Secondly, although rehearsing and performing the chorus is a team effort, writing it is an intensely solitary, outdoor experience. Allowing students consistent times of solitude for outdoor reflective writing is rare—in schools or elsewhere. This is striking given that many of our icons of science and religion stress just this element in their teachings. Thoreau at Walden Pond is an obvious example, but so are Einstein on his sailboat, Jesus wandering the desert, Newton in his mother’s apple orchard, Siddhartha beneath the bodhi tree, or Lao Tzu’s retreat from the gates of the civilized world. Our emphasis in schools on socialization is no doubt warranted, but students often crave, and need, times of solitude and quiet with soil beneath their feet and sky above.
Finally, complimenting the need for solitude, the speak chorus requires each student to be a supportive member of a community of writers. After their power spot writing, students “circle up” and share what they consider to be the best of their work. This writing circle emphasizes both taking risks (all students must share) and emotional safety. Because of this, students make connections and feed off the ideas of each other in the same way as a well-run reading circle. They learn the elements of good writing—purpose, detail, voice, mechanics, organization—from both their teacher and each other without fear of humiliation.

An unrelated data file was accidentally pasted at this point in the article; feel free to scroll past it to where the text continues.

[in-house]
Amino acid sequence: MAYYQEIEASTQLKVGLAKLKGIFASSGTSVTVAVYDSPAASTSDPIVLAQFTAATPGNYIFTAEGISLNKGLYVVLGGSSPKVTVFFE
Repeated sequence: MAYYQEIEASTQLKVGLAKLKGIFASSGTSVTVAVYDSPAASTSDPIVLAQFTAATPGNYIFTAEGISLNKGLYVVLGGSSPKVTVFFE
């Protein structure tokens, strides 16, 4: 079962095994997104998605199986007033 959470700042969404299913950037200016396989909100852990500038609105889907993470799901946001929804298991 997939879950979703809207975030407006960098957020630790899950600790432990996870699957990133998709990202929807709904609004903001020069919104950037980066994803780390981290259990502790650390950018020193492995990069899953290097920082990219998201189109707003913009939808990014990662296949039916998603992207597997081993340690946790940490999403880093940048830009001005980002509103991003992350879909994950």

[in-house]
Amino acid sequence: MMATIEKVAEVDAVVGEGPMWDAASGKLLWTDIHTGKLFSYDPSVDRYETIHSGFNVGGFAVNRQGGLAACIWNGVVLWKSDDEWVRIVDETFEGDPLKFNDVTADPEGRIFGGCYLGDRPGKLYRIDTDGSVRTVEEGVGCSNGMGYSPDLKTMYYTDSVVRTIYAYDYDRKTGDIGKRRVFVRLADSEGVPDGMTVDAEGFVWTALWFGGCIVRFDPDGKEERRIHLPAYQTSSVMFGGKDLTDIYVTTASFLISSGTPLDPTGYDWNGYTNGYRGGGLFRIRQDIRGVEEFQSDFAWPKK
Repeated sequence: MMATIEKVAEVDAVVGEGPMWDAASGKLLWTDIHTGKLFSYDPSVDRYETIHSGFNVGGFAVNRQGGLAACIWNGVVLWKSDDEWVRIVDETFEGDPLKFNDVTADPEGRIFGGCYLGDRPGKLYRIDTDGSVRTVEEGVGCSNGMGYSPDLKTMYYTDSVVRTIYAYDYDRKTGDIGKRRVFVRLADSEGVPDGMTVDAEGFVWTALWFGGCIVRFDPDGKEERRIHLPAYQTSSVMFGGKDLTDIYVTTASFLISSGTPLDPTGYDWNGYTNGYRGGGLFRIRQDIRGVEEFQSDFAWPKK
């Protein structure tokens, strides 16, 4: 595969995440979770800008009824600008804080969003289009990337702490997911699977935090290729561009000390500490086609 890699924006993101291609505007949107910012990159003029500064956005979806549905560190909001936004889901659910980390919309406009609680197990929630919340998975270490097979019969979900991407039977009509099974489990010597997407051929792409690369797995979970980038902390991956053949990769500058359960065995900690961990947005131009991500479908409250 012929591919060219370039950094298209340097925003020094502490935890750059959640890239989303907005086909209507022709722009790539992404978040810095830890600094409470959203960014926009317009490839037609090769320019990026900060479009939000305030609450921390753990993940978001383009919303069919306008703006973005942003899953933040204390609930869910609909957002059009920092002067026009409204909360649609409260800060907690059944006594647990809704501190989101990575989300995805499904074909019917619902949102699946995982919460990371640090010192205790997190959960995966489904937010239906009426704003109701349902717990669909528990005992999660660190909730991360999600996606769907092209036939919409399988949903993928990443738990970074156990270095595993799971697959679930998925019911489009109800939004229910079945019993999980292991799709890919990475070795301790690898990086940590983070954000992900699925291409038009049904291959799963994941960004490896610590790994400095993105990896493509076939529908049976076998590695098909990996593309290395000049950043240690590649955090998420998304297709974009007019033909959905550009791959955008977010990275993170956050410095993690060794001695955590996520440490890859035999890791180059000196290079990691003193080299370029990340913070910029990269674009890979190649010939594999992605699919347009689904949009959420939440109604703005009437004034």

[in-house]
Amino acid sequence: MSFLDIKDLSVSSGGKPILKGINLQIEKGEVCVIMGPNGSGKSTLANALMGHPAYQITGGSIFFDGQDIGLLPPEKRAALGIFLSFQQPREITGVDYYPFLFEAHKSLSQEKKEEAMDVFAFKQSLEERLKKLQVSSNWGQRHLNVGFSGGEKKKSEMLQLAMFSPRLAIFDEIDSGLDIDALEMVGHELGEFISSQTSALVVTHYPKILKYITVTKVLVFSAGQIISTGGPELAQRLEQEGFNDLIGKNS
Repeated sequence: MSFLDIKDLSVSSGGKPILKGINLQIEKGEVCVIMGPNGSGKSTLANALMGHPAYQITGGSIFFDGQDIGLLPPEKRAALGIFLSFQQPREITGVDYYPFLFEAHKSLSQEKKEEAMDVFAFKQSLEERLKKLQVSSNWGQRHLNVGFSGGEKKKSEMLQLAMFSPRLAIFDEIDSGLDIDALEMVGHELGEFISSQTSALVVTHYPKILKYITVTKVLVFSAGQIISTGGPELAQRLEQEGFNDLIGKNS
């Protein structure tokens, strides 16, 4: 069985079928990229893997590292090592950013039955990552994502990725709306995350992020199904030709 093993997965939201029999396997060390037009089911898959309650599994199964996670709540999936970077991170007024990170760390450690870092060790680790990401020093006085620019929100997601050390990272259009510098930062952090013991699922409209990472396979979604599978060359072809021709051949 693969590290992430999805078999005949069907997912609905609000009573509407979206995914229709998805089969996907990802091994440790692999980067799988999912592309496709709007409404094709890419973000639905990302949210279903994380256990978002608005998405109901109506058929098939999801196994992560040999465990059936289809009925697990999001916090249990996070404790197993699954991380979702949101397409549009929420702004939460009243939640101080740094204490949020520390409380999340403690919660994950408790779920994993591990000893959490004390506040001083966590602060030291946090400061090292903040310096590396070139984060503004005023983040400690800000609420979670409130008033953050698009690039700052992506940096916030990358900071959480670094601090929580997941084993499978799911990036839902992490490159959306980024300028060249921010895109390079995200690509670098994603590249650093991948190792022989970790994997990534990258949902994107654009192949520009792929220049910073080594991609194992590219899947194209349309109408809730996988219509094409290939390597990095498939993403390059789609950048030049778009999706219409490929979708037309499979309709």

Learning from nature has been a preoccupation of humans for thousands of years. Understanding the natural world and our place in it is crucial for our individual and collective health. In the past century, however, the deafening noise of popular culture and the technology that feeds it has all but drowned out the voices of place. The combined elements of power spots and speak chorus offer students and their teachers potent tools to hear what nature teaches us. In the words of the 2002 Pomfret School Speak Chorus:
Quietly we wait
Water sparkles with afternoon sun
A dragonfly appears over the water, twisting and turning
then is gone
Water striders are everywhere, moving in a funny pattern
float, stroke, float, stroke
I lay back and close my eyes.
Take a chance
Alive! Alive! Alive!
T h a t ’ s the point!
Written during a Reflection Writing Retreat co-sponsored by Community Works Institute's partner Shelburne Farms.